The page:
What's your favourite kind of day at the beach? Strolling the expanse of sand along the east coast while the breakers crash beside you? Soaking in a tide pool, paddle - or kite-surfing, toning up with a long swim, or catching a wave on your board? Or perhaps you'll just laze in the shade and take an occasional dip.
Maybe you're going to bring your kids and your friends and a load of goodies for lunch ... and of course, plenty to drink.

Increasingly, the beverage of choice is a chilled bottle of wine. At least you include it among the options you share with your group. You know who you are. You've discovered that it can nudge you towards euphoria when the evening sun splashes the clouds with colour. And if you glimpse the green flash, you absolutely need to raise a glass in praise of that rare moment.

Which wines work best at the beach? You want carefree, drinkable wines that are brisk enough to refresh you. Acid is the key to thirst quenching and is easier to find in a new world wine. For best chilling, select a wine whose alcohol level is below 13.5%. This means it'll have a bit of sweetness too, [because sugar and alcohol are in inverse proportion,) and day-long sipping won't do you much damage. If you like white wine, you're better off with low oak at the beach, so either avoid the Chardonnays or get an un-oaked one.

A great alternative is Sauvignon Blanc - crisp and crunchy with a hint of fruit flavour and a suggestion of wet rock. Pinot Gris or Pinot Grigio [same grape, different language) is another excellent choice, but unless you're just guzzling, look for a good brand; there are too many flabby industrial Pinots out there. Perk up with Vin ho Verde, a Portuguese treat whose name means "green wine" - green as in fresh, which is definitely something you want for a day in the sun. For those who like a little sweetness choose Riesling, or Gewürztraminer whose lush fruity aromas go well with sunscreen! You can vary your diet with Gavi and Soave.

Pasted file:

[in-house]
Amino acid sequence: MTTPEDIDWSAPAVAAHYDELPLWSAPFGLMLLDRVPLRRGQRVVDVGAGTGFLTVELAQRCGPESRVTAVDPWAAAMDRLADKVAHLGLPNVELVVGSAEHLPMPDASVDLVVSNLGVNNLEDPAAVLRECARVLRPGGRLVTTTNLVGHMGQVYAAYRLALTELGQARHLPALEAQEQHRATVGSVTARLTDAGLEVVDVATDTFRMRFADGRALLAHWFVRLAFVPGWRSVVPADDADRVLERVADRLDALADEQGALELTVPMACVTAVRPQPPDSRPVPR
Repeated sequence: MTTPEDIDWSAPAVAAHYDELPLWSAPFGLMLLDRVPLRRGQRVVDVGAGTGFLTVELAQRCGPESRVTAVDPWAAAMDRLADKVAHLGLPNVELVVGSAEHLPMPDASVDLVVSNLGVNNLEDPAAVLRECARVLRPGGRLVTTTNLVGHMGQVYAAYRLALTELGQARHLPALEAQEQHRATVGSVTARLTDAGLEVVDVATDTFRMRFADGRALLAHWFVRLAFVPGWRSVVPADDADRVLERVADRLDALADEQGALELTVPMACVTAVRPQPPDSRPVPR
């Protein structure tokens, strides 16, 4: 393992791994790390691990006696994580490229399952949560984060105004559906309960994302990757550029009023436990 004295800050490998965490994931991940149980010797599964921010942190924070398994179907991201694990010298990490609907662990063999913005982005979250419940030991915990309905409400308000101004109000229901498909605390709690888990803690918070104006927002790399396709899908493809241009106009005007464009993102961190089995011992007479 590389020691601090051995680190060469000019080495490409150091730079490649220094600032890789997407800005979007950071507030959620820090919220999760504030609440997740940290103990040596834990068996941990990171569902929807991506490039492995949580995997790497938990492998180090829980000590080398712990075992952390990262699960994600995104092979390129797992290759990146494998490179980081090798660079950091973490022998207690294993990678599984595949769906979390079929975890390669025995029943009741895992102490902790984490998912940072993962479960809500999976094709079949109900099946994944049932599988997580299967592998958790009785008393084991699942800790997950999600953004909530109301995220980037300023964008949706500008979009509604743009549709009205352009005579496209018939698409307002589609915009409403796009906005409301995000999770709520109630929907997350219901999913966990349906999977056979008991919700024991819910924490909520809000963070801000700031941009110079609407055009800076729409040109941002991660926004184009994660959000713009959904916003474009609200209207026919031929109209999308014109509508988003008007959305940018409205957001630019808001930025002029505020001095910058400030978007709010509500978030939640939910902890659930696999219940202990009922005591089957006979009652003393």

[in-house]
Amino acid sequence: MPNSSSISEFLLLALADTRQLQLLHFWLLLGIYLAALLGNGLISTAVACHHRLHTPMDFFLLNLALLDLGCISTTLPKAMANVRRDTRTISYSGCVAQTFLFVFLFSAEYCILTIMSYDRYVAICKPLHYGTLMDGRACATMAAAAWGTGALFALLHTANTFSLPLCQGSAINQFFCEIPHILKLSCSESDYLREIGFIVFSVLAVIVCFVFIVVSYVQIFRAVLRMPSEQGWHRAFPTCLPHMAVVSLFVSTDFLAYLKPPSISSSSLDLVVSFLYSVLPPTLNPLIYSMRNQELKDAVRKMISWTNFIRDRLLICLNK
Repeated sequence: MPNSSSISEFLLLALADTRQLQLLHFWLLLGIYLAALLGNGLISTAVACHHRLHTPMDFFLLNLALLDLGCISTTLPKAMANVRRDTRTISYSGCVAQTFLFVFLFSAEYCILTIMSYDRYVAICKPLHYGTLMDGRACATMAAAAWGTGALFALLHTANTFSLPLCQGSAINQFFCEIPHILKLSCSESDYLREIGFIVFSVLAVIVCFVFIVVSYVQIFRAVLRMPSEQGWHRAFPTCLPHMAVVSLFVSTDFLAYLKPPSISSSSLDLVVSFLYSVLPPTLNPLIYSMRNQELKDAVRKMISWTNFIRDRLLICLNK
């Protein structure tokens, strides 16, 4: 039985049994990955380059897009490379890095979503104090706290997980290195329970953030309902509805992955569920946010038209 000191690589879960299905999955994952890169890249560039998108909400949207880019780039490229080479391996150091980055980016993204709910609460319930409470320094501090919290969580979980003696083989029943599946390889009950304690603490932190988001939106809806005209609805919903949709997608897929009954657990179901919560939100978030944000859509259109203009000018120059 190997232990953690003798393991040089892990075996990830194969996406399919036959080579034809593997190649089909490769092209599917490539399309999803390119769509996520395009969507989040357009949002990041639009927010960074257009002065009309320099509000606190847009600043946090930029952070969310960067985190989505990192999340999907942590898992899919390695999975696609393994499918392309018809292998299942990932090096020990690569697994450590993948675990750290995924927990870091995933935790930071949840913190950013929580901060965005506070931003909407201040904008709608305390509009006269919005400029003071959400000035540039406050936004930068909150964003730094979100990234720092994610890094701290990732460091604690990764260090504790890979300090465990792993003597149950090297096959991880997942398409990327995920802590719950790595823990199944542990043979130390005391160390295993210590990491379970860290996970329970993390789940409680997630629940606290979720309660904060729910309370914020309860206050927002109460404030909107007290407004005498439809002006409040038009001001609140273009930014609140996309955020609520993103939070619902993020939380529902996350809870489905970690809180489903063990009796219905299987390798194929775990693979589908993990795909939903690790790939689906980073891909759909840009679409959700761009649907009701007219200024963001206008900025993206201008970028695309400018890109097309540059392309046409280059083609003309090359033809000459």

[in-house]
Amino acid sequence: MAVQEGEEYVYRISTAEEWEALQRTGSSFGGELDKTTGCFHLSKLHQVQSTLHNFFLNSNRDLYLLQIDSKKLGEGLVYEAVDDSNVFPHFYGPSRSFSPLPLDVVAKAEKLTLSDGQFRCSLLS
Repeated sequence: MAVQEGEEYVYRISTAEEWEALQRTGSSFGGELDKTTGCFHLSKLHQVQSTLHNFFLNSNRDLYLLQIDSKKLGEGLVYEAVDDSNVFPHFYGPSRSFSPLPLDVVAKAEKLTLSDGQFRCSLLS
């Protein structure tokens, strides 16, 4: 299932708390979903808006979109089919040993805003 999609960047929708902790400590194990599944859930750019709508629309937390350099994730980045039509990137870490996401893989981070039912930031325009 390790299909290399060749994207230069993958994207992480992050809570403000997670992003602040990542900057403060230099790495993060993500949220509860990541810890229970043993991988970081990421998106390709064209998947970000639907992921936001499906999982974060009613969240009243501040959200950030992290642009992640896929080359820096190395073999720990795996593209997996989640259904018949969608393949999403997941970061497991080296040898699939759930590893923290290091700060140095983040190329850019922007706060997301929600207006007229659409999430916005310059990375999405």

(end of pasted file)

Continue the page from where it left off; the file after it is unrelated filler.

Rose combines the best aspects of white and red, and it's naturally summery. Pick a light one from Provence or the more affordable Languedoc.

For reds that chill well, look for grapes like Grenache [found in Cotes-du-Rhone!. Pinot Noir or a light Merlot. Often, recent vintages will give you more refreshing, primary fruit flavours. And you can't go wrong with Beaujolais.

Feeling bubbly? Leave the champagne for special - and cooler- occasions and pack a Prosecco or sip "Spain's Champagne", a Cava.

As always, we're ready to advise you in any of our locations, so stop in and expand your horizons.